Thrombosis of the central venous haemodialysis catheter compromises dialysis adequacy and catheter survival. Heparin containing catheter-locking solution has been associated with bleeding, interferes with INR (prothrombin time/international normalized ratio) measurements and is costly. Sodium citrate has been used successfully as a catheter-locking solution, but long-term experience with its use as the exclusive locking solution has not been published.Methods
Our haemodialysis unit converted to locking all central venous haemodialysis catheters with sodium citrate 4% instead of heparin 10 000 U/ml. A retrospective analysis compared the outcomes of the year prior and after the conversion. Flow-related catheter exchange rate, prevalence of INR assay interference, tissue plasminogen activator (rt-PA) utilization rate, rate of bacteraemias and annual cost of locking agent were examined.Results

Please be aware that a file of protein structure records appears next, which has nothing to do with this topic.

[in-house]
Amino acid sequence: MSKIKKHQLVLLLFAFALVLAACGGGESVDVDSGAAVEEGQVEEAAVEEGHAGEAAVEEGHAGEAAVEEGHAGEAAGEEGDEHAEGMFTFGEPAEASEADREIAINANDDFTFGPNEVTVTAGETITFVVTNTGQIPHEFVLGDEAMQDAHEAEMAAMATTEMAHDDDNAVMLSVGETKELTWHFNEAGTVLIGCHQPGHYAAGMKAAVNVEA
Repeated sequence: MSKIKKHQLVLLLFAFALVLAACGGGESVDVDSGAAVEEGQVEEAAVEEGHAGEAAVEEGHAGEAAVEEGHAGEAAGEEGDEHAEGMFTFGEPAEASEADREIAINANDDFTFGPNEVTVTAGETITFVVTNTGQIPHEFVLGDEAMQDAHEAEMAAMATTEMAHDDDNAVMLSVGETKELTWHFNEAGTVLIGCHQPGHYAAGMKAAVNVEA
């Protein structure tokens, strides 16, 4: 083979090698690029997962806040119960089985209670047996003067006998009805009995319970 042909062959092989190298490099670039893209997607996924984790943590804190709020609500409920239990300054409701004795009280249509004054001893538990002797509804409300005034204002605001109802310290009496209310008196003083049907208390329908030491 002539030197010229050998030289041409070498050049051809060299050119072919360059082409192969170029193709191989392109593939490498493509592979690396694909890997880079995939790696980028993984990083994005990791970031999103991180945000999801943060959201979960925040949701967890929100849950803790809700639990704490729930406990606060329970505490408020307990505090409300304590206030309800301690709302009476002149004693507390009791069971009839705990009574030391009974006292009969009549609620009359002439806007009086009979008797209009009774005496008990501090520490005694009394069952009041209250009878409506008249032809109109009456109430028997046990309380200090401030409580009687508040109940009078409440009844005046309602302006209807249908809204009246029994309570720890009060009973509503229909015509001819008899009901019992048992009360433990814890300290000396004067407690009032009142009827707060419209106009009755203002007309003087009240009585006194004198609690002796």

During the study period, 30 925 and 37 139 catheter days were identified during the heparin and citrate years, respectively. The rate of flow-related catheter exchange was not different during the two periods (1.81 vs 1.88 per 1000 catheter days, P=0.89). Falsely elevated INR values were eliminated with citrate and the rate of rt-PA treatments was similar during the two periods (4.1 vs 3.23 per 1000 catheter days respectively, P=0.07). The number of bacteraemias was similar during the two periods (0.77 vs 0.94 per 1000 catheter days respectively, P=0.36) There was an 85% reduction in the costs associated with catheter-locking therapy during the citrate period.Conclusions
The pharmaco-economic benefits of sodium citrate 4% are well supported by this analysis. Furthermore, citrate offers several clinical advantages over concentrated heparin: citrate lock avoids heparin-associated bleeding complications, improves reliability of INR assays and provides an effective alternative for patients with suspected or confirmed heparin-induced thrombocytopenia.